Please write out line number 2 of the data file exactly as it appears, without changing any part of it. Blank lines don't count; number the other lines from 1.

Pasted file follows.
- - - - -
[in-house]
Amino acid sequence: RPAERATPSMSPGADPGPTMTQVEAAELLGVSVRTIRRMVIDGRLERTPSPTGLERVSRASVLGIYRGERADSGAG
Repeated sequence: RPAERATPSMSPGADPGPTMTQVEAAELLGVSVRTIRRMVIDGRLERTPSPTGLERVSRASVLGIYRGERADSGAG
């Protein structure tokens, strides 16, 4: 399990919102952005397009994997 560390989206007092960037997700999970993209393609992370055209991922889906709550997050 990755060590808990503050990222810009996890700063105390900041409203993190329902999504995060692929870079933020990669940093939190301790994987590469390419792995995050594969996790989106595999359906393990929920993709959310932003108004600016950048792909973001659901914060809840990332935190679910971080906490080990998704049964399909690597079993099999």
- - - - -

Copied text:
Amino acid sequence: RPAERATPSMSPGADPGPTMTQVEAAELLGVSVRTIRRMVIDGRLERTPSPTGLERVSRASVLGIYRGERADSGAG